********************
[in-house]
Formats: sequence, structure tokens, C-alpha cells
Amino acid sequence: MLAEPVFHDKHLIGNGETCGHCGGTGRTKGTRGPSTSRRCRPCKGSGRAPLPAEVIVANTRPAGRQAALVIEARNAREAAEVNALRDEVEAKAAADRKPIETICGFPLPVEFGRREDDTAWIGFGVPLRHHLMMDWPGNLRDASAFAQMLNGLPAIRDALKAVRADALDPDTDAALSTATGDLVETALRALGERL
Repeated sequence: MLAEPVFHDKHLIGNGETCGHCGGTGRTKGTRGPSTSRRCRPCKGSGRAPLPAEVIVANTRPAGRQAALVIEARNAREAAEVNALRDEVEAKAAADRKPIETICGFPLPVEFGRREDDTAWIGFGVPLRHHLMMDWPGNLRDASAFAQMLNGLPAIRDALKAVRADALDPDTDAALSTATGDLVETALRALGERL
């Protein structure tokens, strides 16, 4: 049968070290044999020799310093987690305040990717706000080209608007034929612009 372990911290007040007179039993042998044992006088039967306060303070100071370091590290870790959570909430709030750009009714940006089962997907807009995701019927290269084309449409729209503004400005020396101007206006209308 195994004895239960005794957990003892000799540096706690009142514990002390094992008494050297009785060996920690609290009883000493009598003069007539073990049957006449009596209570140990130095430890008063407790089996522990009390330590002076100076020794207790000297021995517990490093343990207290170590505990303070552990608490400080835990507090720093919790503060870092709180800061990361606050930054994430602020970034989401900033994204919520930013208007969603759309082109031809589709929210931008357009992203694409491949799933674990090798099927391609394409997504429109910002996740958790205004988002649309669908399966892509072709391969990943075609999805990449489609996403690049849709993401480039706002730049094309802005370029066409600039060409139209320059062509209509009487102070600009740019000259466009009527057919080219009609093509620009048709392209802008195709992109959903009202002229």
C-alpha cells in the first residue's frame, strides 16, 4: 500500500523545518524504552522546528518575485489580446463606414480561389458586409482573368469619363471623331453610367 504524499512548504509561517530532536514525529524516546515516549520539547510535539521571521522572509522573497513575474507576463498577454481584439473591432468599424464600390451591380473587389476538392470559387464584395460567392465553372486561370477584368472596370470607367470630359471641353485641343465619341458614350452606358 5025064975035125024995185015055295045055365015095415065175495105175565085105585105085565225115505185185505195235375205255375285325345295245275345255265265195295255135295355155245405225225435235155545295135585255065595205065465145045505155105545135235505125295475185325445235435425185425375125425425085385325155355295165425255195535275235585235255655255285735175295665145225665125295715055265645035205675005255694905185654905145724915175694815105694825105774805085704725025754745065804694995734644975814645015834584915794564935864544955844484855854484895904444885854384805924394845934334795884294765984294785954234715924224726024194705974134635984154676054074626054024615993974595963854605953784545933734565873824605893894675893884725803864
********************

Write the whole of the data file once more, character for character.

[in-house]
Formats: sequence, structure tokens, C-alpha cells
Amino acid sequence: MLAEPVFHDKHLIGNGETCGHCGGTGRTKGTRGPSTSRRCRPCKGSGRAPLPAEVIVANTRPAGRQAALVIEARNAREAAEVNALRDEVEAKAAADRKPIETICGFPLPVEFGRREDDTAWIGFGVPLRHHLMMDWPGNLRDASAFAQMLNGLPAIRDALKAVRADALDPDTDAALSTATGDLVETALRALGERL
Repeated sequence: MLAEPVFHDKHLIGNGETCGHCGGTGRTKGTRGPSTSRRCRPCKGSGRAPLPAEVIVANTRPAGRQAALVIEARNAREAAEVNALRDEVEAKAAADRKPIETICGFPLPVEFGRREDDTAWIGFGVPLRHHLMMDWPGNLRDASAFAQMLNGLPAIRDALKAVRADALDPDTDAALSTATGDLVETALRALGERL
């Protein structure tokens, strides 16, 4: 049968070290044999020799310093987690305040990717706000080209608007034929612009 372990911290007040007179039993042998044992006088039967306060303070100071370091590290870790959570909430709030750009009714940006089962997907807009995701019927290269084309449409729209503004400005020396101007206006209308 195994004895239960005794957990003892000799540096706690009142514990002390094992008494050297009785060996920690609290009883000493009598003069007539073990049957006449009596209570140990130095430890008063407790089996522990009390330590002076100076020794207790000297021995517990490093343990207290170590505990303070552990608490400080835990507090720093919790503060870092709180800061990361606050930054994430602020970034989401900033994204919520930013208007969603759309082109031809589709929210931008357009992203694409491949799933674990090798099927391609394409997504429109910002996740958790205004988002649309669908399966892509072709391969990943075609999805990449489609996403690049849709993401480039706002730049094309802005370029066409600039060409139209320059062509209509009487102070600009740019000259466009009527057919080219009609093509620009048709392209802008195709992109959903009202002229």
C-alpha cells in the first residue's frame, strides 16, 4: 500500500523545518524504552522546528518575485489580446463606414480561389458586409482573368469619363471623331453610367 504524499512548504509561517530532536514525529524516546515516549520539547510535539521571521522572509522573497513575474507576463498577454481584439473591432468599424464600390451591380473587389476538392470559387464584395460567392465553372486561370477584368472596370470607367470630359471641353485641343465619341458614350452606358 5025064975035125024995185015055295045055365015095415065175495105175565085105585105085565225115505185185505195235375205255375285325345295245275345255265265195295255135295355155245405225225435235155545295135585255065595205065465145045505155105545135235505125295475185325445235435425185425375125425425085385325155355295165425255195535275235585235255655255285735175295665145225665125295715055265645035205675005255694905185654905145724915175694815105694825105774805085704725025754745065804694995734644975814645015834584915794564935864544955844484855854484895904444885854384805924394845934334795884294765984294785954234715924224726024194705974134635984154676054074626054024615993974595963854605953784545933734565873824605893894675893884725803864